Battle of Edgehill: The first conflict of the English Civil War

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 This evening, I am posting information on the Battle of Edgehill which took place on October 23rd, 1642. Location is about ninety miles NW of London.

This was the first major clash of  the English civil war, a conflict which lasted until 1651. The country was split between the forces of King Charles I, who believed in the Divine Right of Kings and those supporting the democratically inspired forces of Parliament.  These became known as Cavaliers and Roundheads respectively. Oliver Cromwell rose through the ranks to lead the Parliamentary forces but did not have a meaningful role at Edgehill.

Edgehill was fought between armies of roughly equal size, about 15000 in each. The Royalists were led by Prince Rupert of the Rhine and the Parliamentarians by the Earl of Essex.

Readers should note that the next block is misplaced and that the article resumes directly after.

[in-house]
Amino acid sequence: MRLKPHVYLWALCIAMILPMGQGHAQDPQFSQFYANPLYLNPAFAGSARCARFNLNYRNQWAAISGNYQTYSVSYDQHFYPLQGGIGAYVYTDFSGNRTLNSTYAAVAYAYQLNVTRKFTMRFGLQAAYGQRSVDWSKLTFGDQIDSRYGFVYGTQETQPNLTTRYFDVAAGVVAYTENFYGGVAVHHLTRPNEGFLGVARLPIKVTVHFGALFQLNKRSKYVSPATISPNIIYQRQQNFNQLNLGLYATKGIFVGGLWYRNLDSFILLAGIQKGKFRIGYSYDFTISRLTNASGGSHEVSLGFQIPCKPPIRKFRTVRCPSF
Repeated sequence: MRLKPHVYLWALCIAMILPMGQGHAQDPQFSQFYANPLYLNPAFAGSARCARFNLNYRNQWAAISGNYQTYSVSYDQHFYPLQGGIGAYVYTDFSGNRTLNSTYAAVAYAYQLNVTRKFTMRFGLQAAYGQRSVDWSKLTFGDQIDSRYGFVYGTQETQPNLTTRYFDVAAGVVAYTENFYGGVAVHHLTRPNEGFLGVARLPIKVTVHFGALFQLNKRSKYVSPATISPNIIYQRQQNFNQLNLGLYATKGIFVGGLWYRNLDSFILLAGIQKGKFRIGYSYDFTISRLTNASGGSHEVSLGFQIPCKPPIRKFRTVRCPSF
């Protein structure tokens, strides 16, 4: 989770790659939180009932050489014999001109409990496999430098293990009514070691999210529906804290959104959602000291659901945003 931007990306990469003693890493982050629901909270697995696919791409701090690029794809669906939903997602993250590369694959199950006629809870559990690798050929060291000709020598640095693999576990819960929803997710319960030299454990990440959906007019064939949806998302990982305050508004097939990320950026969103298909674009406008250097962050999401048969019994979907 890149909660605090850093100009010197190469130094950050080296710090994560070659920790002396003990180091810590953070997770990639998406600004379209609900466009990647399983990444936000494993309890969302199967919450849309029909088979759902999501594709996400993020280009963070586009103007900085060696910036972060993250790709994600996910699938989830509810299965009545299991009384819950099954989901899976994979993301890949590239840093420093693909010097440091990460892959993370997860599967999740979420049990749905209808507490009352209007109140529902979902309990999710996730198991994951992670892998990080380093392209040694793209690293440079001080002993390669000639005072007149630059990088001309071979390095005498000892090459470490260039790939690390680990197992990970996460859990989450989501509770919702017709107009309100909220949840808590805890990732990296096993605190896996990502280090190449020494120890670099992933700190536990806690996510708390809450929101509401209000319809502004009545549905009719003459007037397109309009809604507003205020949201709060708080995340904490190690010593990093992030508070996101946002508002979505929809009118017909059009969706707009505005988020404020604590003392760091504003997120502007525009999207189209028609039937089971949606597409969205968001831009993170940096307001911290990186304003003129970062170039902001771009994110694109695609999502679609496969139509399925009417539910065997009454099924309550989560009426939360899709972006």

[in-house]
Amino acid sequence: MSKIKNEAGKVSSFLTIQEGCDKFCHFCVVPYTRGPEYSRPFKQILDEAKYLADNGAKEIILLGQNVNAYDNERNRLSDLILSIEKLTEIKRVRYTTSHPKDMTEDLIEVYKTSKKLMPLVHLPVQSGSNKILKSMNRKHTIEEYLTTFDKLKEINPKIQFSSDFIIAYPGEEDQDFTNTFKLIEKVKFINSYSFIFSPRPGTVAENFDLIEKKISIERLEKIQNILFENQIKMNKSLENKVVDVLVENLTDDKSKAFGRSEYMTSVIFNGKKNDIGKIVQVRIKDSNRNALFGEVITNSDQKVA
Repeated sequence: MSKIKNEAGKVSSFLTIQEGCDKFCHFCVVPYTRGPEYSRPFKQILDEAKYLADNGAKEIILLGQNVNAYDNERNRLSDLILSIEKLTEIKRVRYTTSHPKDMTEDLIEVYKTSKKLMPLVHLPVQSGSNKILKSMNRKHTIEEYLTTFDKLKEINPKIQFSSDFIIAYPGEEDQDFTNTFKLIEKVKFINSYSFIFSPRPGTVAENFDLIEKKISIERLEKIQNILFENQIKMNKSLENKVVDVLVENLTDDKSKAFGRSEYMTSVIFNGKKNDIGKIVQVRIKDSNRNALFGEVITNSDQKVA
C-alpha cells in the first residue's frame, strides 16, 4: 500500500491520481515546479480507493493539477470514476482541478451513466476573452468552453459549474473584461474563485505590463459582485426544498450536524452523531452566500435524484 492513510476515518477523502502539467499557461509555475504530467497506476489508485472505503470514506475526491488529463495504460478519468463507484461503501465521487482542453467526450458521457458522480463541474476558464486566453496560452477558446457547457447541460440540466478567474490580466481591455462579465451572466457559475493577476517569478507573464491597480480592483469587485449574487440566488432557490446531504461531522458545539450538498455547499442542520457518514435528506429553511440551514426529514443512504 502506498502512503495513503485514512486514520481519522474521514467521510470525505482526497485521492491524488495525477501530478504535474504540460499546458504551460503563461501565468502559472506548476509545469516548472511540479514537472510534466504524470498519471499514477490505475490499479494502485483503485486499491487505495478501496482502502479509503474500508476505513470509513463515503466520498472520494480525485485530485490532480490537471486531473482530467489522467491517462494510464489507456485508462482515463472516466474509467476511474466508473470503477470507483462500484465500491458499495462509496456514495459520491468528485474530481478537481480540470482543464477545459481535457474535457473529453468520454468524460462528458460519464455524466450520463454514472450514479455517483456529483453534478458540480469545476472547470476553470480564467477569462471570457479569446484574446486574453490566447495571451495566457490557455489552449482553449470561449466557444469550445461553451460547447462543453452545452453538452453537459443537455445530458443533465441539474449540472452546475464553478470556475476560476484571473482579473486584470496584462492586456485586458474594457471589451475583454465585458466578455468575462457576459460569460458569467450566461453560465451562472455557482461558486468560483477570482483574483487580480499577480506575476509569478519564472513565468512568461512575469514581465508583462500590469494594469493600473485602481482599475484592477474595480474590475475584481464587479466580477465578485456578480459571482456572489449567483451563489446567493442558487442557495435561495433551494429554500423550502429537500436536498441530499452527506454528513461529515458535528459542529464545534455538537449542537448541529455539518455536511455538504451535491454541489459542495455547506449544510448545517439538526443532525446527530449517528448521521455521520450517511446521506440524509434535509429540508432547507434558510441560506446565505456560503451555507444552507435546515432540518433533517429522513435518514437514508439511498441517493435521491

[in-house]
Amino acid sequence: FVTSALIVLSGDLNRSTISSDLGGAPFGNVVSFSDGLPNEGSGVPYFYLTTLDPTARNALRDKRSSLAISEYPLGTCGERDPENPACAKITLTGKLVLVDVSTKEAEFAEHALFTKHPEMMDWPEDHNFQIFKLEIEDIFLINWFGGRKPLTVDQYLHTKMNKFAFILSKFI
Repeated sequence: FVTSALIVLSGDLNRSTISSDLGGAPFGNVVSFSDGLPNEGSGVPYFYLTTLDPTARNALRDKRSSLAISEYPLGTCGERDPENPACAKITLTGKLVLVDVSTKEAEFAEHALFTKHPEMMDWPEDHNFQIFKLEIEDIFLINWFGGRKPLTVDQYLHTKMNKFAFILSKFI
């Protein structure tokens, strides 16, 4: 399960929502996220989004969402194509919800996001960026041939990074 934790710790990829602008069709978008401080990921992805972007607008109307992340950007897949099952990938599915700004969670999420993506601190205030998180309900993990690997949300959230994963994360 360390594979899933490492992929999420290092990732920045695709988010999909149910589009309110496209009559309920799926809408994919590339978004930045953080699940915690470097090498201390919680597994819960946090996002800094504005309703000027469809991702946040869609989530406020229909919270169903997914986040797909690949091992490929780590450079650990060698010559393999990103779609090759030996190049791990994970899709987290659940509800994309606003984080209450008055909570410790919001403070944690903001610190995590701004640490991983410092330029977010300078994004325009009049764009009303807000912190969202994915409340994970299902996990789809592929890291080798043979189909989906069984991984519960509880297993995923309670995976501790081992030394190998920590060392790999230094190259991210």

The two opposing armies were both en-route to London and it was by chance they found each other in close proximity. The King drew up his army along Edgehill whereas the Parliamentarians under  the Earl of Essex occupied the low ground near Kineton. The battle commenced about noon with the two armies about one mile apart. The Royalists attacked first with cavalry charges that were successful but flawed in that the Royalist cavalry left the field to pursue their quarry leaving the infantry exposed.The heart of the battle comprised opposing pikemen.

As the day drew on the evenly balanced forces fought to a standstill and became exhausted. The battle thus concluded in a form of stalemate laving the King to march on London whilst the Parliamentarians withdrew to nearby Warwick.

Radway Tower shown below was erected in 1742 to commemorate the 100th anniversary of the battle. It is now a pub and restaurant.

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 Landscape view of battlefield

 

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